Discussing surgical innovation with patients: A qualitative study of surgeons’ and governance representatives’ views

J Zahra, S Paramasivan, N S Blencowe, S Cousins, K Avery, J Mathews, B Main, A McNair, R Hinchliffe, J M Blazeby, D Elliott*

*Corresponding author for this work

Research output: Contribution to journalArticle (Academic Journal)peer-review

10 Citations (Scopus)
123 Downloads (Pure)


Little is known about how innovative surgical procedures are introduced and discussed with patients. This qualitative study aimed to explore perspectives on information provision and consent prior to innovative surgical procedures.

Qualitative study involving semi-structured interviews. Interviews were audio recorded, transcribed and analysed thematically.

42 interviews were conducted (26 surgeons and 16 governance representatives).

Surgeons and governance representatives recruited from various surgical specialities and National Health Service Trusts across England, United Kingdom.

Participants stated that if a procedure was innovative, patients should be provided with additional information extending beyond that given during routine surgical consultations. However, difficulty defining innovation had implications for whether patients were informed about novel components of surgery and how the procedure was introduced (i.e. as part of a research study, trust approval or in routine clinical practice). Furthermore, data suggests surgeons found it difficult to establish what information is essential and how much detail is sufficient, and governance surrounding written and verbal information provision differed between NHS trusts. Generally, surgeons believed patients held a view that 'new' was best and reported that managing these expectations could be difficult, particularly if patient views aligned with their own.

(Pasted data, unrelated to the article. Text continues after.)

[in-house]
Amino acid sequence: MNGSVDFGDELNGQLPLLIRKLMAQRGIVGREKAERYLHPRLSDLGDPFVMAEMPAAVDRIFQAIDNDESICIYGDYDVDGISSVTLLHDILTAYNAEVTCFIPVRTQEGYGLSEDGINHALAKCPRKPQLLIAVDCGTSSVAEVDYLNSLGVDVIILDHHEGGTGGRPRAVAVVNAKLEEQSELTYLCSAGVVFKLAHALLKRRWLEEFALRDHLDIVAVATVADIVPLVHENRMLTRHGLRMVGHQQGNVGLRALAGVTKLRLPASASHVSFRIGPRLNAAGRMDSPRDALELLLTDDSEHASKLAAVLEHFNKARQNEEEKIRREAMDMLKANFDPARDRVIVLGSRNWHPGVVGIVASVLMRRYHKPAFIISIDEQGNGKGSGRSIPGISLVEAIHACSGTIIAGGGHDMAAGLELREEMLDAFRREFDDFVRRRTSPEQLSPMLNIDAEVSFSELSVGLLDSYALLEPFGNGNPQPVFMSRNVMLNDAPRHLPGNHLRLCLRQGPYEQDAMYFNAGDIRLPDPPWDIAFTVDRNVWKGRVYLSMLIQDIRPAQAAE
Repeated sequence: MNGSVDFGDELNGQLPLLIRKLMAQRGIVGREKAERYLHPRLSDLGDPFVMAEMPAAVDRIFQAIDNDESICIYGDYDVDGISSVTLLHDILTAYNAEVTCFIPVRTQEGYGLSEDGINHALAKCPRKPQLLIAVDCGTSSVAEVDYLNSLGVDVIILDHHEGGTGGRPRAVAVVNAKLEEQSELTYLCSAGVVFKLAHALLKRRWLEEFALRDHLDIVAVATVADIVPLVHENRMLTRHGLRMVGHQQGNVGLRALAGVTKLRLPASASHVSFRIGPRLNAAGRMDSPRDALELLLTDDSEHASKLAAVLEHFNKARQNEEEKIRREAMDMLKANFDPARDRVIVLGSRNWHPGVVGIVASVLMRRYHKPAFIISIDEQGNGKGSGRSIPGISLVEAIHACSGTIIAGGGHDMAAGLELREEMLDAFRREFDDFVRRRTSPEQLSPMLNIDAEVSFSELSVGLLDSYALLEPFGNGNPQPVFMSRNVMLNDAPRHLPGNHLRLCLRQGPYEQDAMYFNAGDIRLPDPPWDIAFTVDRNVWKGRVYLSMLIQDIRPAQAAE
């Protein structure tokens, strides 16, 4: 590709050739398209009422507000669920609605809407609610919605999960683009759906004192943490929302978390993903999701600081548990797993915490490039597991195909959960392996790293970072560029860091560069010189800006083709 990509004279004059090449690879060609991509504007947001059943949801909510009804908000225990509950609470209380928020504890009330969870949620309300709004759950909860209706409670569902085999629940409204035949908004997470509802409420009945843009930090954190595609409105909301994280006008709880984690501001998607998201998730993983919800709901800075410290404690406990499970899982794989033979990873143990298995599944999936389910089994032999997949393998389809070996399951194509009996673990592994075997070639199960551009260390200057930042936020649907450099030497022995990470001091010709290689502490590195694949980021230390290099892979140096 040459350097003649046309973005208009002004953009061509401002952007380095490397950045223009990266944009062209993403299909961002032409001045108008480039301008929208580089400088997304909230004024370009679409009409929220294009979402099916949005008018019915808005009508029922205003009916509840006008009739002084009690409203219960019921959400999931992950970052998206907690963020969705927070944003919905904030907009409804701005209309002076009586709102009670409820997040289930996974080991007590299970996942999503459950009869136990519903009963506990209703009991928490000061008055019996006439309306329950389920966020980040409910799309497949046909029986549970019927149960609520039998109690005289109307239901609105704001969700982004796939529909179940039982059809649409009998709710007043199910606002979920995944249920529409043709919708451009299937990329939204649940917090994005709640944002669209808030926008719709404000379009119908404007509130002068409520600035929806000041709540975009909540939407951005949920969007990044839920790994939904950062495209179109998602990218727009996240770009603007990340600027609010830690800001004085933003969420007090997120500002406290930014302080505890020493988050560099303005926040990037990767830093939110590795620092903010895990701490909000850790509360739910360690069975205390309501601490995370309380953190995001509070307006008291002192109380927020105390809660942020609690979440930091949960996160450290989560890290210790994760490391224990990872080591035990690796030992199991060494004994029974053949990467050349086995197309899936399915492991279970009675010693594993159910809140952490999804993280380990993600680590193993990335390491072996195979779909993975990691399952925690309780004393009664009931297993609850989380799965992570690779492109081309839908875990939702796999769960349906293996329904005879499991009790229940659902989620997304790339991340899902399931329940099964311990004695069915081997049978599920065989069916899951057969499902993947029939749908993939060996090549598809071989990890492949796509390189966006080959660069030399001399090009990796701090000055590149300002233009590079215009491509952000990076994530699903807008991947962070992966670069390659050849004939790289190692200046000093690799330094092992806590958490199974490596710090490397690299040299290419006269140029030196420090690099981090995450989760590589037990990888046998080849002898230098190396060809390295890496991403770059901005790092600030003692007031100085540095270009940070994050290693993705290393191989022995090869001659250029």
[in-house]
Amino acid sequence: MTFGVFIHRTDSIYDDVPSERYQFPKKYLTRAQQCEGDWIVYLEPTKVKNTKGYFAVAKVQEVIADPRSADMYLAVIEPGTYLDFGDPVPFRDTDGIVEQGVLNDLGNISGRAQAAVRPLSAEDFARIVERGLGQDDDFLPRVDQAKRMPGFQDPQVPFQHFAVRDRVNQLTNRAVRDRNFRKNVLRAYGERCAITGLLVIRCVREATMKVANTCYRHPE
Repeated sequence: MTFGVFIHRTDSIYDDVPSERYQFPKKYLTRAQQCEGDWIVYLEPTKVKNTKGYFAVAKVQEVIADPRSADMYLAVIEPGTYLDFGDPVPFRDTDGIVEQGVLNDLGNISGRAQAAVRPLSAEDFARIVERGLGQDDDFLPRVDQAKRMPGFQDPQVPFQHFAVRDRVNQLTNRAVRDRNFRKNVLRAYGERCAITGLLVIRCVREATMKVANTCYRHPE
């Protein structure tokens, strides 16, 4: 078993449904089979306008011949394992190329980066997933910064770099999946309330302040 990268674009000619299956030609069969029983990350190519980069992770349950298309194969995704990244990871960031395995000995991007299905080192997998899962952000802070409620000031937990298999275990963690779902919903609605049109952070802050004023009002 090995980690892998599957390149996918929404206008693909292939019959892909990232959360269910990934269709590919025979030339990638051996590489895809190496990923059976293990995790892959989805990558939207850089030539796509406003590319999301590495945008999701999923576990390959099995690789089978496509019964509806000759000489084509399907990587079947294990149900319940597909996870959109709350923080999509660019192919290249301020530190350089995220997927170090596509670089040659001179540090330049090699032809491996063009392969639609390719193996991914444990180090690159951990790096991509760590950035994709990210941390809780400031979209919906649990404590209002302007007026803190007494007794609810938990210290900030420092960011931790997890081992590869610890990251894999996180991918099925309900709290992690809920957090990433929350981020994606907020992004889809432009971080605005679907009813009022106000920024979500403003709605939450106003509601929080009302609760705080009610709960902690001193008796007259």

This study highlights the challenges of information provision and obtaining informed consent in the context of innovative surgery, including establishing if and how a procedure is truly innovative, determining the key information to discuss with patients, ensuring information provision is objective and balanced, and managing patient expectations and preferences. This suggests that surgeons may require support and training to discussing novel procedures with patients. Further work should capture consultations where new procedures are discussed with patients and patients’ views of these information exchanges.
Original languageEnglish
Article numbere035251
Number of pages9
JournalBMJ Open
Issue number11
Publication statusPublished - 6 Nov 2020


  • consent
  • surgery
  • information provision
  • innovation
  • qualitative


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